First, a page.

The dry-dropper is easy to adjust for deeper or shallower runs, and it’s easy to switch out the bottom fly if the fish aren’t enjoying it. That’s the main advantage the dry-dropper has over a three-fly rig: it’s quicker to set up and adjust.

Flies I Use: I tend to use larger nymphs with this rig than I do with the dry-dropper-dropper. A single dry can support a heavier nymph on its own. Adding a second nymph below that is asking too much of most dry flies.

If the fish are keyed in on stonefly nymphs, or just want a larger attractor nymph, I’ll usually fish the dry-dropper rig instead of using three flies.

How to rig it
I use the same knots and length of tippet for a dry-dropper as I do for a three-fly rig. Keep it simple, and don’t go too thin on your dropper tippet, to help avoid tangles.


Where it works best
Flat meadow sections, riffles during hatches, or on big pools

A double-dry fly rig is often underutilized, in my experience, especially if that second dry is an emerger or soft hackle. Yes, I know those aren’t technically dry flies, but they’re not nymphs, either.

I really like the double dry rig on flat, slow, and clear water. These are the spots where creek fish can act as discerning and picky as their tailwater compatriots, so a good presentation is paramount for success. I’ve found that on creeks, more so than on larger streams and rivers, trout will spook if you toss a dry-dropper rig through water like you see in the picture below.

fly fishing creek
Photo: Spencer Durrant

Using the double dry lets you give the fish more than one option, without potentially spooking them like you can with a dry-dropper.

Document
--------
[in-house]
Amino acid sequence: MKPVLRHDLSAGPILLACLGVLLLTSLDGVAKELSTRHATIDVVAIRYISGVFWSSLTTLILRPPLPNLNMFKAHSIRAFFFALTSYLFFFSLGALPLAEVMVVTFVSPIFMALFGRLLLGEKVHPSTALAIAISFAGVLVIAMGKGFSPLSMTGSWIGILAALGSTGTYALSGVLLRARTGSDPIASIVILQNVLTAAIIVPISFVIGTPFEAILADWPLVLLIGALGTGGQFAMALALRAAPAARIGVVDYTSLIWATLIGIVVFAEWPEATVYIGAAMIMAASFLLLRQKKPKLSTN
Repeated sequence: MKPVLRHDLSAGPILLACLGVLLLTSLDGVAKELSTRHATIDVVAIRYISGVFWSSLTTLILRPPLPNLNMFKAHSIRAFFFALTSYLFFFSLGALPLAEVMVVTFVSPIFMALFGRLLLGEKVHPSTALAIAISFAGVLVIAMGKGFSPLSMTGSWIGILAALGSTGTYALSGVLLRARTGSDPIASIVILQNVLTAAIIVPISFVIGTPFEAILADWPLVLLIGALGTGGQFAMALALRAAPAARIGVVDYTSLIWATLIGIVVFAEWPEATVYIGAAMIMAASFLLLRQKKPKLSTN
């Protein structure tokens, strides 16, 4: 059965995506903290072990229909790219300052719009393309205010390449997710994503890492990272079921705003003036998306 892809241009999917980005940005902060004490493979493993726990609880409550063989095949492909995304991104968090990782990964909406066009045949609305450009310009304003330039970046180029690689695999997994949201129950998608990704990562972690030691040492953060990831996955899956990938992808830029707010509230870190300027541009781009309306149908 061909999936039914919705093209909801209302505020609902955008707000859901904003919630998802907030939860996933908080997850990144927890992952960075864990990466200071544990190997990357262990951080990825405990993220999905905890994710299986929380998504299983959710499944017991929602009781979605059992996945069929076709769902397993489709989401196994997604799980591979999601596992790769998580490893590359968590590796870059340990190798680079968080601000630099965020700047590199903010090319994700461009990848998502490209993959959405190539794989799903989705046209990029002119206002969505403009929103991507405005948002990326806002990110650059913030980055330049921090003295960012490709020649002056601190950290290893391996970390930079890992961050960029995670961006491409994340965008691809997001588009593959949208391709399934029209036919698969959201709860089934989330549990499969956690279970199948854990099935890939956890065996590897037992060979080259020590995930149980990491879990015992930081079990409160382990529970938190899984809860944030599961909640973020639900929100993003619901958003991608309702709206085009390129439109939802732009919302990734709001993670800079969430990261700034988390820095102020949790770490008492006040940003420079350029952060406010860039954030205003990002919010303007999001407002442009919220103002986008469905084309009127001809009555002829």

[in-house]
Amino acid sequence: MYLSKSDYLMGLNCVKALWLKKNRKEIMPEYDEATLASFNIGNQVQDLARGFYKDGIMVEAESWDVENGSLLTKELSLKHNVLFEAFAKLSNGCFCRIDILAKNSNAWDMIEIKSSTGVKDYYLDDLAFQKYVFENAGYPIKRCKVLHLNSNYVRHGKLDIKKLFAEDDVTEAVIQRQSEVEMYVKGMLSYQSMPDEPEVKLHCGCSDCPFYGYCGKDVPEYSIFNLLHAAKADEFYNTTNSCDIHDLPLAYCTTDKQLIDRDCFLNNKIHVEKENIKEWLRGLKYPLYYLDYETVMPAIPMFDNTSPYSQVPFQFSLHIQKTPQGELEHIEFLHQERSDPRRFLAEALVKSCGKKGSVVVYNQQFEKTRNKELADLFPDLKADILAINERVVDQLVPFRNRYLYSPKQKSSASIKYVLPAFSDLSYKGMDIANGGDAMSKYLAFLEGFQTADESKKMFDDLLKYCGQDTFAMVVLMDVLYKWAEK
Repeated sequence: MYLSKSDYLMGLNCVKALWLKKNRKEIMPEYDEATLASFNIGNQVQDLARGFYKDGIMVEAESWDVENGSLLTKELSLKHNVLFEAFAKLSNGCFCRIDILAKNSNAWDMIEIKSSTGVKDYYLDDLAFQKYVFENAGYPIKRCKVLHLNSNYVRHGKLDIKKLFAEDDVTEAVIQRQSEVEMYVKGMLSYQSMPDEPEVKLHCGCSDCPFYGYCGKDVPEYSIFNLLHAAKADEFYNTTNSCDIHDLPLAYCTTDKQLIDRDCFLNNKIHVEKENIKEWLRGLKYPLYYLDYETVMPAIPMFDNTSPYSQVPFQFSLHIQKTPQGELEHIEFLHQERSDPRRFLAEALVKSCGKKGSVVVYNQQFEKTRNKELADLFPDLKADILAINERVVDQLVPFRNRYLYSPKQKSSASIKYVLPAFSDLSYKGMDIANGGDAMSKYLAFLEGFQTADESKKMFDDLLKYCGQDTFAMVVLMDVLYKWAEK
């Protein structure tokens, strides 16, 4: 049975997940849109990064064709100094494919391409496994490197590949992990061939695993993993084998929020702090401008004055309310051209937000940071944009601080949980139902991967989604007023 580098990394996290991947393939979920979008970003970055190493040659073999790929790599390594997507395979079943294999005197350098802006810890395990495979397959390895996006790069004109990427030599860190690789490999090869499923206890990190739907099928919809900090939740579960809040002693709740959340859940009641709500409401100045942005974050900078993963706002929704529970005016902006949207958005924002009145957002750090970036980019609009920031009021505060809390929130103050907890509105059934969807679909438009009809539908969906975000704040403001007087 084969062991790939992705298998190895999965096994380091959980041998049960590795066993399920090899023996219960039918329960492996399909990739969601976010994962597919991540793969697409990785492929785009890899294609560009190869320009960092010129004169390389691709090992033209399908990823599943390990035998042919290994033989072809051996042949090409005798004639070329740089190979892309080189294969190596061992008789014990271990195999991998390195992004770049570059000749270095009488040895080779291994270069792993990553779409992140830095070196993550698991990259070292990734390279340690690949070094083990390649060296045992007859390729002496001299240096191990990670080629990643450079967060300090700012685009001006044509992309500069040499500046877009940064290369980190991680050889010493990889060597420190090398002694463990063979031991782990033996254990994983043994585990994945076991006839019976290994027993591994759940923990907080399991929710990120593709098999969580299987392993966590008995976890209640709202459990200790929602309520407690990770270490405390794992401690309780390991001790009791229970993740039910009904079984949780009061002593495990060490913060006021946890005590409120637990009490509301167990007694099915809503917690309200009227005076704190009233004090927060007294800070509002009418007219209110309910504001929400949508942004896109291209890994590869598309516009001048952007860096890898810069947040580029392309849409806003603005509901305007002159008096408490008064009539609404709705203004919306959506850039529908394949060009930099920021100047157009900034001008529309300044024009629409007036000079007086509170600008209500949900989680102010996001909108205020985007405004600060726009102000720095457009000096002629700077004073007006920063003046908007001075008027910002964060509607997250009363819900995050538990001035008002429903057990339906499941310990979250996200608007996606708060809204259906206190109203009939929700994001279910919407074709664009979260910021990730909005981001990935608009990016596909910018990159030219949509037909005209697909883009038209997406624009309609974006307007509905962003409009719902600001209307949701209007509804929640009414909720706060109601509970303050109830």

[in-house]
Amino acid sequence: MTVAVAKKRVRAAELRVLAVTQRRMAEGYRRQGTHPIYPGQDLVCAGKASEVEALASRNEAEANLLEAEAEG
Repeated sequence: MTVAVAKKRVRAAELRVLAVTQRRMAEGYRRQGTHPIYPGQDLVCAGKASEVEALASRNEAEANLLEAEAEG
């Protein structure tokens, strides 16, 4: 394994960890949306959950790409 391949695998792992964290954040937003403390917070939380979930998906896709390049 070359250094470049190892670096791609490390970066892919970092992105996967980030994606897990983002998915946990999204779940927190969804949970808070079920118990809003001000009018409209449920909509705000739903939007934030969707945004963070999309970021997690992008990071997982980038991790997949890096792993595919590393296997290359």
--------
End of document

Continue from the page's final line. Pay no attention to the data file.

Flies I Use:
I’m a big fan of parachute-style emergers, and they work really well on creeks. The way these flies sit in the surface film seems to spark an immediate reaction from trout.

These are the flies I most commonly reach for when fishing two dries:

How to rig it
The double dry rig is simple. I tie about two feet of tippet off the bend of the first fly hook, then attach the second fly to that piece of tippet. I’ve found two feet is a good distance to avoid tangles and allow both flies to maintain a lifelike drift.

Wrapping Up

I’ve found success with these three rigs on creeks all over Utah, Idaho, Wyoming, Montana, Colorado, and even Alaska. Aside from making changes for local hatches, I keep my fly selection limited to mostly what I discussed above.

If you’re just starting out with creek fishing, I’d recommend fishing a dry-dropper. You’ll get the most out of your creek experience if you cover two portions of the water column.

By no means is this meant to be an indictment on any other rigs or tactics for creek fishing. I’m speaking from experience for what’s worked for myself and my guiding clients. If you spend time on small water this summer, try one of these rigs out, and let me know how you do.


All great info. For those of us who like to fish barbless, use a triple surgeon’s knot and fish a dry/dropper rig off the tags, leaving one short (six inches or so) for the top fly and a longer tag (18 to 24 inches) for the nymph. You will also find your top fly won’t drop down in the water from the weight on the hook and will drift better. Fish on!

Fishing tandem rigs is bad enough but THREE flies!
That's not fly fishing and you know it.
That's dredging. That's bait fishing with flys. Some sport you have going there!
I would rather use salmon eggs but then again that's probably one of your "droppers"
Anyone fishing this way should be embarrassed and ashamed.

A good tip I learned from a guide was if you are fishing dry-dropper and hit a pool where you need to go deeper, just add the 2nd dropper with a little weight to the mix....when you get back shallower, cut it off....this saves a lot of re-rigging.

No mention of two or more wet fly rigs or bucktail on the point, wet fly/ nymph on a dropper rigs etc. These are very effective and have caught me thousands of trout over my 50 +
years fly fishing! Do not ignore what has been proven very effective over centuries of fly fishing!